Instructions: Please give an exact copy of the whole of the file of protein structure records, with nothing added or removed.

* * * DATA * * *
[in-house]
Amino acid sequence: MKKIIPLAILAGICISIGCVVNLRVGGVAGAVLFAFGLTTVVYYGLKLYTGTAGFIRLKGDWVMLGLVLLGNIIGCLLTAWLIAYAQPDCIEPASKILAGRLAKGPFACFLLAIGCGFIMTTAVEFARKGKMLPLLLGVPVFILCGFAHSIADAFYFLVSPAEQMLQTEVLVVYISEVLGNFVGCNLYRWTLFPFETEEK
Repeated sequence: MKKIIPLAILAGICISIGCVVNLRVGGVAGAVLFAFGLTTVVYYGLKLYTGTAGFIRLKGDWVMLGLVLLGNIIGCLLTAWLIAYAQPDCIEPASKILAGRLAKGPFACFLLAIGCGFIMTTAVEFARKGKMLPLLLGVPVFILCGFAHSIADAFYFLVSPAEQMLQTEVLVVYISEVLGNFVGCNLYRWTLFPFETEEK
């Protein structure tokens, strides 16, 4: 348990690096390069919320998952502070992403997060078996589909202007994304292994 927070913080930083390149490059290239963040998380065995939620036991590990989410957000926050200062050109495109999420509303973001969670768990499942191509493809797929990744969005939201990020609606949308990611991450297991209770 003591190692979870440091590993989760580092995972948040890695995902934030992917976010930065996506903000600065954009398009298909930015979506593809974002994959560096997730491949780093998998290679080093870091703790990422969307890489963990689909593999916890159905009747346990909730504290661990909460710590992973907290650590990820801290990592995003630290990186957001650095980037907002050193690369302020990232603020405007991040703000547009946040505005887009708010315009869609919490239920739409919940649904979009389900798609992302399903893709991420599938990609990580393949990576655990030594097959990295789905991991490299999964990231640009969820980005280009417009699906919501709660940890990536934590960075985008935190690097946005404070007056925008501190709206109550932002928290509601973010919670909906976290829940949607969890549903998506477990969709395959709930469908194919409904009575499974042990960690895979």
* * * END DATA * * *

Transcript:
[in-house]
Amino acid sequence: MKKIIPLAILAGICISIGCVVNLRVGGVAGAVLFAFGLTTVVYYGLKLYTGTAGFIRLKGDWVMLGLVLLGNIIGCLLTAWLIAYAQPDCIEPASKILAGRLAKGPFACFLLAIGCGFIMTTAVEFARKGKMLPLLLGVPVFILCGFAHSIADAFYFLVSPAEQMLQTEVLVVYISEVLGNFVGCNLYRWTLFPFETEEK
Repeated sequence: MKKIIPLAILAGICISIGCVVNLRVGGVAGAVLFAFGLTTVVYYGLKLYTGTAGFIRLKGDWVMLGLVLLGNIIGCLLTAWLIAYAQPDCIEPASKILAGRLAKGPFACFLLAIGCGFIMTTAVEFARKGKMLPLLLGVPVFILCGFAHSIADAFYFLVSPAEQMLQTEVLVVYISEVLGNFVGCNLYRWTLFPFETEEK
């Protein structure tokens, strides 16, 4: 348990690096390069919320998952502070992403997060078996589909202007994304292994 927070913080930083390149490059290239963040998380065995939620036991590990989410957000926050200062050109495109999420509303973001969670768990499942191509493809797929990744969005939201990020609606949308990611991450297991209770 003591190692979870440091590993989760580092995972948040890695995902934030992917976010930065996506903000600065954009398009298909930015979506593809974002994959560096997730491949780093998998290679080093870091703790990422969307890489963990689909593999916890159905009747346990909730504290661990909460710590992973907290650590990820801290990592995003630290990186957001650095980037907002050193690369302020990232603020405007991040703000547009946040505005887009708010315009869609919490239920739409919940649904979009389900798609992302399903893709991420599938990609990580393949990576655990030594097959990295789905991991490299999964990231640009969820980005280009417009699906919501709660940890990536934590960075985008935190690097946005404070007056925008501190709206109550932002928290509601973010919670909906976290829940949607969890549903998506477990969709395959709930469908194919409904009575499974042990960690895979």